Another uninspiring US session failed to take the limelight away from the relentless run in EM over the last week or so. Indeed, looking at the respective performance of MSCI EM index and the S&P 500 from the Tuesday prior to the FOMC till now, the former has outperformed the latter by around 3.7 percentage points (+2.5% vs -1.2% respectively) which is surprising many given last week’s relatively hawkish FOMC. We should note however, that within EM itself there has been a fairly large dispersion in performance reflecting in part idiosyncratic headlines. For example, Brazil’s Ibovespa and China’s HSCEI are up 7.5% and 6.9% respectively since just prior to the FOMC, with the former helped by better data/policies and the latter by expectations of fiscal or monetary stimulus. This compares to EM laggards such as Russia’s MICEX which is -0.3% over the same time period as it grapples with geopolitical risks in the form of Western sanctions.

Putting aside the recent dispersion, yesterday proved to be a strong day for virtually the entire EM complex and the strength carried right through to the close despite the wobbles in the S&P 500. In currencies, the MXN (+0.18%) and BRL (+1.91%) closed at the highs against the US dollar. EM rates in Turkey (-30bp) and Russia (-7bp) traced tighter despite some mixed geopolitical headlines. Equity bourses such as Brazil’s (+3.5%) notched up its eighth gain in the last nine days as investors took comfort in the better than expected central government fiscal balance in February (-3.1BN vs -4.0BN expected) while some were unsure of what to make of the latest polls which suggested that President Dilma Rousseff’s popularity had slipped to 51% from 56% but was still favoured to win October’s election (Reuters). We also learnt yesterday that the Brazilian unemployment rate rose to 5.1% in February from 4.8% previously, causing local rates to compress as markets priced in a slower path of rate hikes.

The firm EM backdrop has set a positive tone for Asian markets on Thursday. Gains are being recorded across almost all equity indices in particular the Hang Seng China Enterprises Index (+1.6%) which is leading the region’s gains. State affiliated Xinhua news agency quoted Chinese Premier Li as urging a number of provincial leaders to deepen economic reforms and restructuring so as to maintain the country’s growth at a reasonable pace – this is perhaps boosting sentiment today. Adding to the anecdotal evidence of funding stresses is parts of the Chinese economy, the WSJ is reporting that some Chinese importers of agricultural commodities are reneging on deals as a result of credit tightening. Speaking in Hong Kong, the Fed’s Charles Evans said that he expects the Fed Funds rate to be 1.25% at end 2016, clearly at the low end of the Fed’s “dots”.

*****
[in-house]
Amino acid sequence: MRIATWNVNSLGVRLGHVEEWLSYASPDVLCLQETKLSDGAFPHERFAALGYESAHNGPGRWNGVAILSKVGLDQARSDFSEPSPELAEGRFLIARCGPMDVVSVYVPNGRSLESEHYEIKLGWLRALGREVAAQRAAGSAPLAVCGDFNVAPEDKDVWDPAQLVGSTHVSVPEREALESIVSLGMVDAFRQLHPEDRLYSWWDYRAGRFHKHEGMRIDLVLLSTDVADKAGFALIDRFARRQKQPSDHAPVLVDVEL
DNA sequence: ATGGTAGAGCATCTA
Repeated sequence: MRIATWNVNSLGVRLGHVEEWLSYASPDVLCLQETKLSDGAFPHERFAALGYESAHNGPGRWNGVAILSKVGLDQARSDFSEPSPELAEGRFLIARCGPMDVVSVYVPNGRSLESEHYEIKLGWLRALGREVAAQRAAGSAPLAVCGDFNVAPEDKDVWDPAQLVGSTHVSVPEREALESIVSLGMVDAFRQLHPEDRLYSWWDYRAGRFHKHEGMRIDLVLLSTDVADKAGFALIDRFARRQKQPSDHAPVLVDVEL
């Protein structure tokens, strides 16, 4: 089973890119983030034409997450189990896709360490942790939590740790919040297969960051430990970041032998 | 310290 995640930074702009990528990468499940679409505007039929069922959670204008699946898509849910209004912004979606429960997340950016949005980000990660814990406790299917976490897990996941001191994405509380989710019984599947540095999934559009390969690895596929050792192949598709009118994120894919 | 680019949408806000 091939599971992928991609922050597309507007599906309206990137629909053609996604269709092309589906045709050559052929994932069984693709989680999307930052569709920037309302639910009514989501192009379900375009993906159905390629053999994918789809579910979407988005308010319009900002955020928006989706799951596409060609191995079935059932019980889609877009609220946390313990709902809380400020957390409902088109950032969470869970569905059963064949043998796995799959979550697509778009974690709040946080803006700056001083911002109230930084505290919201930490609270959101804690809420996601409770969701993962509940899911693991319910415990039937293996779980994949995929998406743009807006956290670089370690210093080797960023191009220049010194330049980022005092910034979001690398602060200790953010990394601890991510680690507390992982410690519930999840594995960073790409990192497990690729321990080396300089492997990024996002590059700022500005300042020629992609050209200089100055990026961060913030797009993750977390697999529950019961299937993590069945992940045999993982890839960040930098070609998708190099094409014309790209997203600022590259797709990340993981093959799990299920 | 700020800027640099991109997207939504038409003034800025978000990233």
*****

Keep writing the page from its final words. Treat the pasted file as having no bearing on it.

On the topic of China, DB’s economists have revised down their 2014 GDP growth forecast to 7.8% from 8.6% previously and the 2015 growth forecast to 8.0% from 8.2%. DB’s forecast reflects a slower-than-expected start to the year and an expectation that as export growth returns as a source of support to growth, the government will scale back investment further in order to rebalance growth away from investment and towards consumption. DB expects there will be some modest monetary and fiscal stimulus – much of which has perhaps already been announced. Hence, the view from our economists is that Q1 will mark the low-point of growth this cycle at perhaps 7.4%. DB don’t expect RRR cuts or LDR increases, but guidance from the PBOC is likely to be more accommodative. There may be scope for more stimulus with CPI inflation to slow to 2.2% this year from 2.6% last year. Similarly, our economists think fiscal policy will be modestly expansionary, supporting investment growth by increasing infrastructure and social services spending.

In Japan, the Nikkei (+0.04%) and USDJPY (-0.03%) are both unchanged amid a general sense of cautiousness ahead of next week’s sales tax hike. As Japanese investors ponder the impact of next week’s contractionary fiscal policy and the BoJ’s options, the FT reports that there has been a rush from Japanese retail buyers to snap up small gold bars in Japan. Some jewelry dealers are reporting that sales are up 500pc this month as customers rush in last minute purchases before sales taxes come into effect. The FT is also positing an alternative theory that retail investors are buying gold as both an inflation hedge and as a safe haven in case deflation returns. On a related note, the latest Japanese inflation numbers were released today showing inflation steady at 1.5% YoY in February, in line with expectations and slightly ahead of last month’s 1.4%. CPI ex-fresh food remained at 1.3% for the third straight month and real household spending from the Feb Household survey fell 1.5% MoM.

Coming back to yesterday, in Europe the EUR had another soft session (down 0.3%) as markets weigh up the recent ECB commentary and with eyes on today’s German CPI, Monday’s euroarea CPI and next week’s ECB meeting. The S&P500 (-0.19%) once again drifted after the morning session in what has become a recurring theme over the last few days. Stocks were led lower by the banking sector (-1.04%) but it was interesting to see that the banking sector actually traded higher shortly after the opening bell despite the controversy over the Fed’s stress tests from the day before. Amongst the worst performers is Citigroup (-5.4%) which was unsurprising as one of the five banks whose capital plans were rejected by the Fed. The FT reported late yesterday that a number of bank executives were critical of the Fed stress tests for being “opaque” and “too much of a black box”. According to the article, the Fed asserts it is transparent about its process while maintaining some mystique to stop banks “studying for the test”.

On the fixed income side, gilts and bunds ground tighter in yield as US treasury yields shifted lower by another basis point to 2.681% - in contrast to Dec15 Eurodollar futures which moved up by 1.5bp to 1.17%. Curve flattening remains a central theme in the UST market. The intermediate part of the UST curve was helped by another well received UST auction, where US$29bn of 7yr notes were auctioned with the yield stopping through the market. Direct bidders took a relatively high one-third of the auction and dealers were left with 26%. US data flow was a bit of a wash, with initial jobless claims better (311k vs 320k prev) but pending home sales were down -0.8% in February, which is about 1ppt less than expected. The third estimate of US Q4 GDP came in at 2.6% (vs 2.7% expected) and the Core PCE remained at 1.3%.

Turning to today’s calendar, in Europe the focus will be on the latest German inflation print, especially with the April ECB meeting looming next week. The Euroarea CPI report follows on Monday. In the US the February personal income and spending numbers are released together with the latest PCE deflator (consensus is around 1.1%). The Kansas City Fed’s George will be speaking on the US economy. On Sunday, Turkey will be holding local elections which are being billed as a virtual referendum on PM Erdogan’s administration.